Students and Social Justice Issues

We must not only work for the rights of teachers, but as teachers, we must active and loud advocates for the needs of our students and our communities. – Amanda Kail, Teacher


 The Issues:


  • Student bullying occurs once every seven minutes. In schools across America, one in three students report being bullied weekly. But while an overwhelming majority of school staff believe that it’s their job to intervene when they see bullying of a student occurring, bullying behavior is still pervasive and isn’t always handled properly.The more educators know about identifying bullying, intervening in a bullying incident, and advocating for bullied students the more likely it is that they will be empowered to contribute to a safe school environment. Click here for resources.

English Language Learners

  • Over 400 languages are spoken by students who are English Language Learners nationwide. English Language Learners comprise 10 percent of the student population enrolled in U.S. K–12 schools—the fastest-growing group of students in our nation’s schools. These students bring a rich cultural diversity to our student populations and communities, but with a language barrier to participation and access in the education system, ELL students are also disproportionately underserved.Unfortunately, these demographic changes haven’t seen parallel changes in the way schools perceive and educate ELL students. Many educators are under-prepared to meet the linguistic and academic needs of ELLs, and many lack the cultural competence to deal with this diverse group of students. At the same time, current school resources are inadequate for providing the training and support ELL educators and students need. Click here for more information.


  • A pragmatic approach to immigration is critical for our students –the center of our communities. All students should have the opportunity to learn without the fear and distress that result from unfair immigration policies. Educators are witnessing the impact of this trauma on for our students, their families and our communities firsthand.This is why educators support commonsense immigration reforms that include:
    • Addressing the millions of students and young adults who were brought here as children by their parents.
    • Preserving family unity.
    • Creating a realistic path to citizenship for the aspiring citizens who call America home.

Click here for more information.


  • LGTBQ students are more likely to face bullying and harassment in school leading to poor grades, dropping out of school and even homelessness. LGBTQ students at the college level also report feeling unsafe and unwelcome.
  • All students and educators deserve to be treated with respect, regardless of their sexual orientation, gender identity or gender expression. Safe and affirming schools are a core element of student success. Click here for resources.

Voting Rights

  • States across the country have passed measures to make it harder for Americans—particularly people of color, the elderly, students, and people with disabilities—to exercise their fundamental right to cast a ballot. These measures include voter ID laws, cuts to early voting, and purges of voter rolls.
  • In 2013, the U.S. Supreme Court decision gutted key components of the landmark Voting Rights Act of 1965, whose provisions were remarkably successful in protecting the voting rights of individuals most vulnerable to voter discrimination: communities of color, the elderly, the poor, and those with limited English skills.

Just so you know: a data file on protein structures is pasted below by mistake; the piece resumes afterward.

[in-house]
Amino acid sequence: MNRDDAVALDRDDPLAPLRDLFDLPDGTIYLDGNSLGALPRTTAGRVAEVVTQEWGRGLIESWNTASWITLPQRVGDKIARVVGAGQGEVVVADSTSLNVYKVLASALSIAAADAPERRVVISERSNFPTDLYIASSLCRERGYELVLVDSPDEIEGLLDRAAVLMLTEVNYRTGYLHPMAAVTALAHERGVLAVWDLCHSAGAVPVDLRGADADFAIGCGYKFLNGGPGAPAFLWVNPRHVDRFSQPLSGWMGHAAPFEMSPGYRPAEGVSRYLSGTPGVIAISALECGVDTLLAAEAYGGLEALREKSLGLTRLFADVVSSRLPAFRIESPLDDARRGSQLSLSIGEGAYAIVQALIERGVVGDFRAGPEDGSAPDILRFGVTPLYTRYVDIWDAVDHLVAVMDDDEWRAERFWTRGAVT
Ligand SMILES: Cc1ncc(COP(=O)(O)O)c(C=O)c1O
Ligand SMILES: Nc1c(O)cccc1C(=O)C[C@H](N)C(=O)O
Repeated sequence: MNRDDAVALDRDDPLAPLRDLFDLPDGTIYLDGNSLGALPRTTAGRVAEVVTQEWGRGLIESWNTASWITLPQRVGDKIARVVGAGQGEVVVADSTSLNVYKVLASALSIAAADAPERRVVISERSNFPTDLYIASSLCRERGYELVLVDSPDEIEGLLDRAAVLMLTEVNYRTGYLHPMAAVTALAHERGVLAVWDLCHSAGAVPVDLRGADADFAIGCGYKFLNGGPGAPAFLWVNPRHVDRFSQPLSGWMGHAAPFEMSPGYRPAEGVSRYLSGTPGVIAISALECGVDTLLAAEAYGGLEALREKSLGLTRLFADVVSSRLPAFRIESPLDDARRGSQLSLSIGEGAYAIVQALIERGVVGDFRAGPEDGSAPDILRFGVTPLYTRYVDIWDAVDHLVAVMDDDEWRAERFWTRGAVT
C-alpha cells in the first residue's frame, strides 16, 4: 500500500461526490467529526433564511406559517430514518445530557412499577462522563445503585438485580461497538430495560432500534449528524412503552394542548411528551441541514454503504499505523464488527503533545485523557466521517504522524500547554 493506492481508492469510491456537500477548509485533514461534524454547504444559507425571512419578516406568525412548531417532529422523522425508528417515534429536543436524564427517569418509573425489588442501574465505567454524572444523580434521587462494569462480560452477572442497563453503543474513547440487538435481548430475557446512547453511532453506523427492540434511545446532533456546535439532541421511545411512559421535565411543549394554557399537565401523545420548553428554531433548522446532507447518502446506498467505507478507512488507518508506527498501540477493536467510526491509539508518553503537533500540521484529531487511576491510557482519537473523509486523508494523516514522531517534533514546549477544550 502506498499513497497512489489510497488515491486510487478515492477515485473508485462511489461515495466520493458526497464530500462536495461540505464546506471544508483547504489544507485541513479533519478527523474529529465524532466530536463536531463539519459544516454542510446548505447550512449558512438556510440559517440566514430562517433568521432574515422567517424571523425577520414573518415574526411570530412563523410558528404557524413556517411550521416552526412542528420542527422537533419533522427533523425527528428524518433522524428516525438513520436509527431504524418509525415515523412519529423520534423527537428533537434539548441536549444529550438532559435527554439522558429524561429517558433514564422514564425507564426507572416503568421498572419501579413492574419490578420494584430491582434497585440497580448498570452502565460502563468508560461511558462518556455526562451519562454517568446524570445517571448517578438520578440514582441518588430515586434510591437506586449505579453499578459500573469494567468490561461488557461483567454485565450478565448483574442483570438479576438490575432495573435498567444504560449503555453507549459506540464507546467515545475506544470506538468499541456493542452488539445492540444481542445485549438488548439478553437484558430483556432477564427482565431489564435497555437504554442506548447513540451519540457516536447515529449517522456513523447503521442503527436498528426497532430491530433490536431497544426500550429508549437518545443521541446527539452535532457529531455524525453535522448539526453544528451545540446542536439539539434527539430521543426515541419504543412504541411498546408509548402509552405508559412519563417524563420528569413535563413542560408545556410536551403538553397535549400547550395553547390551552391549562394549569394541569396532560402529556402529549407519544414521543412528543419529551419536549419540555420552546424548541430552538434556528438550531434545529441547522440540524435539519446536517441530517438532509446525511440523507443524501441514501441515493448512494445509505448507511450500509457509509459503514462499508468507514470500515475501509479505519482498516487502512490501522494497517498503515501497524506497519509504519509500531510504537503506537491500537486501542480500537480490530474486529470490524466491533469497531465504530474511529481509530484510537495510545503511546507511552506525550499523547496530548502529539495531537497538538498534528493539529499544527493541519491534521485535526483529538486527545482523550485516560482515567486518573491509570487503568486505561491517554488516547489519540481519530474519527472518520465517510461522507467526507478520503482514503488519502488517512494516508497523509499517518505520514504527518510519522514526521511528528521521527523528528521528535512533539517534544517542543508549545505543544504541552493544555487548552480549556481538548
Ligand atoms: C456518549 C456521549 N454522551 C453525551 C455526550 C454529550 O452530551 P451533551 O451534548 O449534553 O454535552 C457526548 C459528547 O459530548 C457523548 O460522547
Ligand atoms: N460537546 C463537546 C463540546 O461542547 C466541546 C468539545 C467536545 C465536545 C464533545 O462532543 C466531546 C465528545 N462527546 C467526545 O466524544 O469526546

• A vibrant democracy requires expanded participation.
  • It is time for Congress to restore protections of the VRA, which ensure access to the ballot for all voters. Click here for more information.


  • Our schools belong to all of us: the students who learn in them, the parents who support them, the educators and staff who work in them and the communities that they anchor.A student’s chances for success should not depend on living in the right zip code, winning a charter lottery, or affording private school. Every child deserves access to a system of publicly funded, equitable and democratically controlled public schools. When we short-change some students, we short-change our nation as a whole.  If we’re serious about every child’s future, let’s get serious about doing what works. Click here for more information.

Racial Justice

  • Our education system while intended to uphold equal opportunity, often also entrenches disparities by its sheer design.  In July, the NEA passed a resolution to challenge ourselves — 3 million of our nation’s educators — to discuss and fight institutional racism in our schools. We are engaging our members to dialogue and look through a clearer lens when examining policy and practice in our school systems and our communities. Click here for more information.

Ending School-to-Prison Pipeline

  • Zero tolerance and other exclusionary school discipline policies are pushing kids out of the classroom and into the criminal justice system at unprecedented rates. Too many students are lost to our communities this way. Disciplined at disproportionate rates and with heightened severity for minor infractions that used to warrant a trip to the principal’s office, students of color are most impacted.
  • Positive approaches to discipline (also called restorative practices) result in improved school climates and increased educational opportunities. Where implemented well, they work –preserving a students’ opportunity to education, empowering educators with tools to address student issues and connect, and building trust in the school community.
  • When every student has a right to a quality education, to be treated with dignity, and to be provided with the opportunity to learn, students, educators and communities win. Click here for more information.